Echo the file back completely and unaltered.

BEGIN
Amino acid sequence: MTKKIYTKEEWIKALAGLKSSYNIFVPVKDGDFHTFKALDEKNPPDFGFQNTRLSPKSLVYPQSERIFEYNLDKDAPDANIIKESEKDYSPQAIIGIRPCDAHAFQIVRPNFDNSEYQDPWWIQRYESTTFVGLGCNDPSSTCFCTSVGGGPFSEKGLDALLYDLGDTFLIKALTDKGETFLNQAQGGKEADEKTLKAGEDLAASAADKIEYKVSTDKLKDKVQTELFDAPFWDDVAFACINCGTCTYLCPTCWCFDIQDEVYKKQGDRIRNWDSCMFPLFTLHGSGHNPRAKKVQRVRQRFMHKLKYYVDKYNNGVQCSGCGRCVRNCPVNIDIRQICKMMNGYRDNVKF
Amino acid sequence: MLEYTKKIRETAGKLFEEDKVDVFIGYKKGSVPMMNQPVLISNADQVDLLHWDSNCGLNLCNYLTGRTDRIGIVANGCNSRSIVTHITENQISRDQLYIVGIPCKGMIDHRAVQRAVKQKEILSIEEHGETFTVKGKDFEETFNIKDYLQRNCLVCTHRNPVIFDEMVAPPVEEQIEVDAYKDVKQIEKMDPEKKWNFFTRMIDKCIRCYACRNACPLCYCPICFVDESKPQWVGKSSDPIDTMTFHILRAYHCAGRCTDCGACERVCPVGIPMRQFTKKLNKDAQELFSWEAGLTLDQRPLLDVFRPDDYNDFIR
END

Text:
Amino acid sequence: MTKKIYTKEEWIKALAGLKSSYNIFVPVKDGDFHTFKALDEKNPPDFGFQNTRLSPKSLVYPQSERIFEYNLDKDAPDANIIKESEKDYSPQAIIGIRPCDAHAFQIVRPNFDNSEYQDPWWIQRYESTTFVGLGCNDPSSTCFCTSVGGGPFSEKGLDALLYDLGDTFLIKALTDKGETFLNQAQGGKEADEKTLKAGEDLAASAADKIEYKVSTDKLKDKVQTELFDAPFWDDVAFACINCGTCTYLCPTCWCFDIQDEVYKKQGDRIRNWDSCMFPLFTLHGSGHNPRAKKVQRVRQRFMHKLKYYVDKYNNGVQCSGCGRCVRNCPVNIDIRQICKMMNGYRDNVKF
Amino acid sequence: MLEYTKKIRETAGKLFEEDKVDVFIGYKKGSVPMMNQPVLISNADQVDLLHWDSNCGLNLCNYLTGRTDRIGIVANGCNSRSIVTHITENQISRDQLYIVGIPCKGMIDHRAVQRAVKQKEILSIEEHGETFTVKGKDFEETFNIKDYLQRNCLVCTHRNPVIFDEMVAPPVEEQIEVDAYKDVKQIEKMDPEKKWNFFTRMIDKCIRCYACRNACPLCYCPICFVDESKPQWVGKSSDPIDTMTFHILRAYHCAGRCTDCGACERVCPVGIPMRQFTKKLNKDAQELFSWEAGLTLDQRPLLDVFRPDDYNDFIR